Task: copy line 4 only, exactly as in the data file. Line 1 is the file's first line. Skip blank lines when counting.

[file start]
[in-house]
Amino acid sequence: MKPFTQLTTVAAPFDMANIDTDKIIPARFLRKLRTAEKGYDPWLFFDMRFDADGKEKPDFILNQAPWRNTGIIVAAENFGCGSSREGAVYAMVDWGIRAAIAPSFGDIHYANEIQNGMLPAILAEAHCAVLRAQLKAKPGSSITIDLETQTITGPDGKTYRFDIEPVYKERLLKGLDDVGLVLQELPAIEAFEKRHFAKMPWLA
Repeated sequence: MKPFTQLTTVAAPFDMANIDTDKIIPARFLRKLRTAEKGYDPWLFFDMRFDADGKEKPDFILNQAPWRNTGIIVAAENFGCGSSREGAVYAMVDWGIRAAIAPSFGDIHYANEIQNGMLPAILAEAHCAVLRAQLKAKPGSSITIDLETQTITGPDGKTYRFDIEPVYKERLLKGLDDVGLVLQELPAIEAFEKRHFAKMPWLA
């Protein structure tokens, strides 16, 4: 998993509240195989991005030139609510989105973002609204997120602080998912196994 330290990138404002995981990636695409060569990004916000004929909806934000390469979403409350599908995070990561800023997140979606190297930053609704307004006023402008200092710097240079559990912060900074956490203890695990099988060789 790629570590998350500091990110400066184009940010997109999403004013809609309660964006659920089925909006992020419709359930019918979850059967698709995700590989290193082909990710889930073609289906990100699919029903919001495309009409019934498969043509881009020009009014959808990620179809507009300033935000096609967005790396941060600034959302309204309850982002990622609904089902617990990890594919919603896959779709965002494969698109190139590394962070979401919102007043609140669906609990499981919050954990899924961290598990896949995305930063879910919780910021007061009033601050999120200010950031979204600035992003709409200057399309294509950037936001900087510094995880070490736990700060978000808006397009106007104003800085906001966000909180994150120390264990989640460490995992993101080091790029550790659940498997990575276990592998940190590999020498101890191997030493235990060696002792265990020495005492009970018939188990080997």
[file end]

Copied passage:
């Protein structure tokens, strides 16, 4: 998993509240195989991005030139609510989105973002609204997120602080998912196994 330290990138404002995981990636695409060569990004916000004929909806934000390469979403409350599908995070990561800023997140979606190297930053609704307004006023402008200092710097240079559990912060900074956490203890695990099988060789 790629570590998350500091990110400066184009940010997109999403004013809609309660964006659920089925909006992020419709359930019918979850059967698709995700590989290193082909990710889930073609289906990100699919029903919001495309009409019934498969043509881009020009009014959808990620179809507009300033935000096609967005790396941060600034959302309204309850982002990622609904089902617990990890594919919603896959779709965002494969698109190139590394962070979401919102007043609140669906609990499981919050954990899924961290598990896949995305930063879910919780910021007061009033601050999120200010950031979204600035992003709409200057399309294509950037936001900087510094995880070490736990700060978000808006397009106007104003800085906001966000909180994150120390264990989640460490995992993101080091790029550790659940498997990575276990592998940190590999020498101890191997030493235990060696002792265990020495005492009970018939188990080997």